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How to Deal With Difficult Coworkers

You spend a lot of time with colleagues, and you won’t like them all. Here’s how to deal with difficult coworkers to make your work life more enjoyable.
by Vanessa Gibbs | Nov 29 2022

Coworkers can make or break a job. No matter how much you love your role, if you have to do it surrounded by people you don’t like, it can be hard. And sometimes, all it takes is one difficult colleague in particular to make your work life hell. 

If someone’s getting on your nerves at work, you’re not alone. It’s thought that more than half of working adults have troublesome relationships at work. 

Whether it’s the chatterbox colleague who sits next to you, the teammate who never pulls their weight, or your boss who micromanages everything you do, here’s how to deal with difficult coworkers. 

1. Take a Breath 

When a coworker is annoying you or treating you badly, first take a breath. While you absolutely should stand up for yourself, you shouldn’t react without thinking. 

An outburst of anger or a rude comment will only reflect badly on you and may impact your career and other relationships within your company. 

So, before you do anything, take a breath, and make sure you’re not reacting in the moment. 

Ask yourself if this coworker is being difficult because they are genuinely treating you badly and this needs to be discussed, or if you’re just feeling stressed and Tom from accounts stealing your pen again has finally gotten to you. 

There’s no shame in it being the latter, but taking a breath or two will stop you from overreacting to situations like this.

2. Speak Up in the Moment 

Don’t suffer in silence, especially if a difficult colleague continuously makes your work life hard. 

Depending on what they’re doing, you can make your feelings heard without creating conflict or damaging the relationship. Sometimes, all it takes is one assertive comment for them to stop in their tracks. 

Aim to do this in a professional, calm, and assertive way. For example, if you find a colleague continuously talks over you in meetings, try saying: 

“I’m going to stop you there, Dan. I wasn’t finished explaining my point. As I was saying…”

3. Have an Honest Conversation with the Difficult Coworker 

This tip is a tricky one, but sometimes you need to speak to the difficult colleague to get to the bottom of the problem. 

Set up a meeting in a private area, ideally face to face. If you work remotely, jump on a call rather than discussing things over email or Slack. 

Pick a time when neither of you will be in a rush or under pressure from a tight deadline. 

If the situation is serious enough, consider asking your boss or someone from HR to sit in on the meeting. 

Talk through the problem, how it’s making you feel, and what you’d like to see change going forward. 

For example, 

  • “I want to discuss how you talk to me in front of client X. I feel like you undermine my points, interrupt me when I’m proposing ideas, and make jokes about my professionalism. This isn’t okay.” 

4. Get to Know Them Better

Skip this step for anyone bullying or harassing you, but for colleagues who simply get on your nerves a little, it can help to get to know them better. 

Don’t worry, though, you don’t have to go for after-work drinks or make weekend plans with them. A little small talk can go a long way.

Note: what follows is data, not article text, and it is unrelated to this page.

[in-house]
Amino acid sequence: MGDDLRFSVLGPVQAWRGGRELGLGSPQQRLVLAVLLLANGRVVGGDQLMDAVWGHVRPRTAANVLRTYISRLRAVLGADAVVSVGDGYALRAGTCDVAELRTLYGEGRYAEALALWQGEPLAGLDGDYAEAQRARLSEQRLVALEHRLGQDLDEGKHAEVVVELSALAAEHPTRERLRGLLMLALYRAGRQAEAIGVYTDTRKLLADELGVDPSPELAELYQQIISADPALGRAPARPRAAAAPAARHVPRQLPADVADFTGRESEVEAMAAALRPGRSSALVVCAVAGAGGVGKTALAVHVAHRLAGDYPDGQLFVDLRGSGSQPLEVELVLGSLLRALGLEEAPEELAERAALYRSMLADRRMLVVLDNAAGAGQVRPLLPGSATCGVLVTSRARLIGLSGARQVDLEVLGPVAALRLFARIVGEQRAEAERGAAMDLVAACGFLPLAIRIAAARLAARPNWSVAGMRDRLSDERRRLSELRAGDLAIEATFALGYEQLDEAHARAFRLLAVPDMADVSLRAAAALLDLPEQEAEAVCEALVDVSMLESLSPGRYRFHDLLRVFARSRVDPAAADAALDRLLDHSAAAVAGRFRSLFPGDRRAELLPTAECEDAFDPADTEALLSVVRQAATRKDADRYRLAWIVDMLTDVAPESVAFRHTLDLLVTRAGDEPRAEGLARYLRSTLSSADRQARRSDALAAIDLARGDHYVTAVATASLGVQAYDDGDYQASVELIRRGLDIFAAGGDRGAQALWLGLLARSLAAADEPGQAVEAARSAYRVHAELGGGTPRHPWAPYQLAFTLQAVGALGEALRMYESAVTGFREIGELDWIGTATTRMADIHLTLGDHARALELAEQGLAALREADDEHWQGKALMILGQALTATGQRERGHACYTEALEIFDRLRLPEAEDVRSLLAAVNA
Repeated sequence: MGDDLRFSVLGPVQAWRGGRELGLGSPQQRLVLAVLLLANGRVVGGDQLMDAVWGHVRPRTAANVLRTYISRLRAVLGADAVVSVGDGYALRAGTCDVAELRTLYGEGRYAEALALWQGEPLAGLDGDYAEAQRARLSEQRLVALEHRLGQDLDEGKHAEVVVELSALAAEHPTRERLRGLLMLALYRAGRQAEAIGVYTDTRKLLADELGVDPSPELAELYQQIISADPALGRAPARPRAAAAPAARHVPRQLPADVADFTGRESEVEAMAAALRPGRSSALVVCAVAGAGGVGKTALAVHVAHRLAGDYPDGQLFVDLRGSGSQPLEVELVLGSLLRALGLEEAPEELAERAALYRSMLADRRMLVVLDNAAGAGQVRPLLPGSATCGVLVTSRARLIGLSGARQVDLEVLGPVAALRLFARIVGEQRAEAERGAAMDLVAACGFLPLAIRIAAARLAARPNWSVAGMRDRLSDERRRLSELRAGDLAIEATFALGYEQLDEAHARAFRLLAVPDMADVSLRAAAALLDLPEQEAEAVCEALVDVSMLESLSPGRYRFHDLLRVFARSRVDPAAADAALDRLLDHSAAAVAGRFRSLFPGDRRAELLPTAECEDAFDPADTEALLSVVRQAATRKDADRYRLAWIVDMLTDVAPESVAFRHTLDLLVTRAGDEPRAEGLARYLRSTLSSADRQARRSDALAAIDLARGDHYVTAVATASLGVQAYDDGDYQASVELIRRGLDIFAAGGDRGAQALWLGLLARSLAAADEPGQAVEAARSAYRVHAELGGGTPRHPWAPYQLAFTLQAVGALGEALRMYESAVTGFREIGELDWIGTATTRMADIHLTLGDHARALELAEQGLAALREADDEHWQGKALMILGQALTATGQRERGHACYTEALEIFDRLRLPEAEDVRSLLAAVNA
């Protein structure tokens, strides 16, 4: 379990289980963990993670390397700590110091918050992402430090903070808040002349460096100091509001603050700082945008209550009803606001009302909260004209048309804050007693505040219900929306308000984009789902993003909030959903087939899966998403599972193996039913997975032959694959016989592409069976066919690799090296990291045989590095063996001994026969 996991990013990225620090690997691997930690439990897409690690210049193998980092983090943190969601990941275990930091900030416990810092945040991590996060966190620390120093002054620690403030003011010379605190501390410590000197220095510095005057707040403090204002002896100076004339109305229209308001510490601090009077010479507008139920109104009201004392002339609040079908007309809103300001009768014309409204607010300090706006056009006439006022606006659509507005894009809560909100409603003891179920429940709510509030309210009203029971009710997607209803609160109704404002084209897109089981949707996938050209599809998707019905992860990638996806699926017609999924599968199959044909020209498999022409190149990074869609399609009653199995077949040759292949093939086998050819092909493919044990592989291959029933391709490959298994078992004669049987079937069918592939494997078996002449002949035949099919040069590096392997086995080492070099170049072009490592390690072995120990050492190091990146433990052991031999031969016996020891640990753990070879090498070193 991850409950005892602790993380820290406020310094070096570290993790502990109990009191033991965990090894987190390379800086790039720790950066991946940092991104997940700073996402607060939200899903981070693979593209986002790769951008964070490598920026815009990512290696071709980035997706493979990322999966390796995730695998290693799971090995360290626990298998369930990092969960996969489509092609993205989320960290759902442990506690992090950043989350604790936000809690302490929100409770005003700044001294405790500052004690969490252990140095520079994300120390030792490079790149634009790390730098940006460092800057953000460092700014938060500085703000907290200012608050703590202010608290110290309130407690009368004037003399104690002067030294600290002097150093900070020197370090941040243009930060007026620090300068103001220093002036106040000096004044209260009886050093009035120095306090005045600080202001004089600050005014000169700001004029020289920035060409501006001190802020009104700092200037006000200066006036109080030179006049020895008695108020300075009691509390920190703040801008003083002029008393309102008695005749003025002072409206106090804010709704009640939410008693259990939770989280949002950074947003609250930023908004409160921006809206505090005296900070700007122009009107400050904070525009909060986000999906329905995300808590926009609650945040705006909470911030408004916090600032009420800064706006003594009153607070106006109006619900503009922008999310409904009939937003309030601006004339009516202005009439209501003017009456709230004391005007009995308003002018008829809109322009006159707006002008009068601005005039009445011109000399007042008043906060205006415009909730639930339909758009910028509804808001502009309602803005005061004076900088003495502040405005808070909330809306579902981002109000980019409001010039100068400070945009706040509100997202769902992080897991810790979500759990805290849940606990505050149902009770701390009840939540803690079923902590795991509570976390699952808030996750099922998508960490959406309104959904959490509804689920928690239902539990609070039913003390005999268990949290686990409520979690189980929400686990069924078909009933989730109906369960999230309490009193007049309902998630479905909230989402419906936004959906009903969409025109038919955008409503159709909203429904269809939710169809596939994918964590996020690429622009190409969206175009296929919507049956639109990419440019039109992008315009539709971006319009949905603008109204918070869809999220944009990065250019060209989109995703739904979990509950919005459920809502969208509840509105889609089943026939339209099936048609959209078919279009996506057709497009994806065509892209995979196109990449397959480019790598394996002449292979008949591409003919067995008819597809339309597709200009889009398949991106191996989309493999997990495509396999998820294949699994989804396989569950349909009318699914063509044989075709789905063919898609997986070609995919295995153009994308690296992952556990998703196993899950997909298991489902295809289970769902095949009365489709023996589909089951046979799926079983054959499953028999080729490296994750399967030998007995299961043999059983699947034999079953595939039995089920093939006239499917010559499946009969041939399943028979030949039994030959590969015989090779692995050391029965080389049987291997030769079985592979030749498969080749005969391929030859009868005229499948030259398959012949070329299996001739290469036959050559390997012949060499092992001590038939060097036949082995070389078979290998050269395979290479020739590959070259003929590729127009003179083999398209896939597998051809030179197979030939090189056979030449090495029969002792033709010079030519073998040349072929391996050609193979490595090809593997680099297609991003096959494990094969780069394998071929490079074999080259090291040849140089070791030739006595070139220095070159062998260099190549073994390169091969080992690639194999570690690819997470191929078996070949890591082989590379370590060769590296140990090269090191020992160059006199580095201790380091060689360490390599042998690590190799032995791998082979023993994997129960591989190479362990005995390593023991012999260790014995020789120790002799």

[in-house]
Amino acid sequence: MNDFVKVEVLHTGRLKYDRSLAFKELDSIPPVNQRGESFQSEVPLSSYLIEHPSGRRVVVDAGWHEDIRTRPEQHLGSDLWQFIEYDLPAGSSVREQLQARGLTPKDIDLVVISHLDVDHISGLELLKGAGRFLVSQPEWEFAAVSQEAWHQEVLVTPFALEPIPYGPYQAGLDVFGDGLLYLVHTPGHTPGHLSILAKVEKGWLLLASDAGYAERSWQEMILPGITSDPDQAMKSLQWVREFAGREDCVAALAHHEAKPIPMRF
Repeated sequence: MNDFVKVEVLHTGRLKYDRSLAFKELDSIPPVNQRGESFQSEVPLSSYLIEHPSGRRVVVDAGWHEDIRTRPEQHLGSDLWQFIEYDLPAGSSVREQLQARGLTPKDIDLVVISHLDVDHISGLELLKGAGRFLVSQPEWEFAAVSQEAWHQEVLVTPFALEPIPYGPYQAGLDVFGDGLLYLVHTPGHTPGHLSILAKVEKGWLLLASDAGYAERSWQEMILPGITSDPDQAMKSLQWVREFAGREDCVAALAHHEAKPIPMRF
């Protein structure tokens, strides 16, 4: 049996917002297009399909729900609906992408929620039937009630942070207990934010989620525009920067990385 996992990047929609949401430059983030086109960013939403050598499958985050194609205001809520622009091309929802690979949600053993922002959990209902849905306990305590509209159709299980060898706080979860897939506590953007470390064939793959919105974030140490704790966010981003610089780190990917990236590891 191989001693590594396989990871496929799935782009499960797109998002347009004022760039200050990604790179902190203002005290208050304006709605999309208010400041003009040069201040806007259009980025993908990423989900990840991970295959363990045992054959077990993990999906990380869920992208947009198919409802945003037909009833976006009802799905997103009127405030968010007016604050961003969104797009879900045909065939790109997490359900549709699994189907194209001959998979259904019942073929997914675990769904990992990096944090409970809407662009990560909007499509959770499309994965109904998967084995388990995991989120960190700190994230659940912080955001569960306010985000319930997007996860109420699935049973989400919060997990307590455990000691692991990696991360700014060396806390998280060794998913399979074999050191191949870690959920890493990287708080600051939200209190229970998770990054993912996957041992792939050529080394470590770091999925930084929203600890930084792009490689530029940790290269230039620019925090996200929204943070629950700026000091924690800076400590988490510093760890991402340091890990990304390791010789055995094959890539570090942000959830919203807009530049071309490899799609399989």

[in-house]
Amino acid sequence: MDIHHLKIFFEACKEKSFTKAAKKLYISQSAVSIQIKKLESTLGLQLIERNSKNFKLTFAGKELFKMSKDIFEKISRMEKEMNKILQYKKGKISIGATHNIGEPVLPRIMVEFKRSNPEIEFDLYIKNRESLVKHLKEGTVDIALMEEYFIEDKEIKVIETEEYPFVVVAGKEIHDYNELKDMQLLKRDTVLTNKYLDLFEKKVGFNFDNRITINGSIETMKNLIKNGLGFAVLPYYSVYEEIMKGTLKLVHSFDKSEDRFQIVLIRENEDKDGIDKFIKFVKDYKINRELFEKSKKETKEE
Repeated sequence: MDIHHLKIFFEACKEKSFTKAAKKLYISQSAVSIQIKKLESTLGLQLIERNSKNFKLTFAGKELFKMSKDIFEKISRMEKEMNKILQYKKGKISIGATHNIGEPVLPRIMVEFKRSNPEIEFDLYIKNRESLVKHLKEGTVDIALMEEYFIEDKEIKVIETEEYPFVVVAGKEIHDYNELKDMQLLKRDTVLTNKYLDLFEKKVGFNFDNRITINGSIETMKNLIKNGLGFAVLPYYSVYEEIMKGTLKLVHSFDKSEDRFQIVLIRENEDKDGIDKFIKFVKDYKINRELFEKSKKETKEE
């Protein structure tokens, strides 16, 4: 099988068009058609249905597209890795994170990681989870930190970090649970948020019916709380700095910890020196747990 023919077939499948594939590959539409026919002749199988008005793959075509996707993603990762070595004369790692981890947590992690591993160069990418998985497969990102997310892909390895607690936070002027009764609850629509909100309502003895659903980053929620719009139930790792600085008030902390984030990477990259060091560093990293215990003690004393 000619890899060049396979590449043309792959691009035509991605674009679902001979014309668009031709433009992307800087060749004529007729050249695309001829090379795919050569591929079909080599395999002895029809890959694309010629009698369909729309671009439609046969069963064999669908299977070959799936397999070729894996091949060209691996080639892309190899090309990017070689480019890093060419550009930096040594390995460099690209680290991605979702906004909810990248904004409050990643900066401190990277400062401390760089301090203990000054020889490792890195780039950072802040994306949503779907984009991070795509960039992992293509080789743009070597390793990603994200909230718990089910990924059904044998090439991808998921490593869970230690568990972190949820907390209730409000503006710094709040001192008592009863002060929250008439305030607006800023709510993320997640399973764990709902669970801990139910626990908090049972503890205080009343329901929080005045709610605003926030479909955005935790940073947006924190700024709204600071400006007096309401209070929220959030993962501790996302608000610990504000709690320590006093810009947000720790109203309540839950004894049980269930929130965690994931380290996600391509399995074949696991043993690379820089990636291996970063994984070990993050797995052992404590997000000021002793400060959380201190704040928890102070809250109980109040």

Look for points in your work day where you could have short conversations with them that aren’t about work. Perhaps you can catch them in the kitchen making coffee or spend the first five minutes of a call talking about vacation plans.

Small talk can be uncomfortable, but getting to know colleagues on a more personal level can help you forgive their annoying habits. 

Plus, you may even find out a reason for their troublesome behavior. Perhaps they’re going through a divorce, and that’s why they’ve been grumpier than usual. Or they’re caring for an older parent, and that’s why deadlines keep being missed. 

5. Focus on Your Work and the Colleagues You Like 

Unfortunately, difficult coworkers are a fact of life. As long as you’re not being bullied, sexually harassed, or threatened in any way, sometimes the best thing to do is not sweat the small stuff. 

Honestly assess what this colleague is doing to annoy you. If it’s things like cooking smelly fish at lunch, constantly showing you pictures of their kids, or not saying thanks when you lend them a pen, let it slide. 

Focus on your work and the colleagues you do like, and accept you can’t get on with everyone.

6. Steer Clear of Office Gossip 

It can feel great to vent about a difficult coworker to colleagues you get on with, but be careful. This can easily escalate into a bigger problem. You don’t know who is friends with you, who can hear you, and gossipping — while it feels good in the moment — won’t help you get to the bottom of the problem. 

If you need to vest, save gossip for friends outside of the office. 

If your difficult colleague is the one who loves gossip, there are a few ways you can deal with it: 

  • Don’t react — they’ll likely get bored and move on to talking about something else, or gossiping with someone else. 
  • Change the subject to something neutral — try asking about their weekend plans or how preparation for next week’s legal meeting is going.
  • Say something — if someone continuously tries to engage you in office gossip, say something. Sometimes a simple “I don’t feel comfortable talking about colleagues,” is all it takes to stop them from coming to you to gossip next time.  

7. Speak to a Close Friend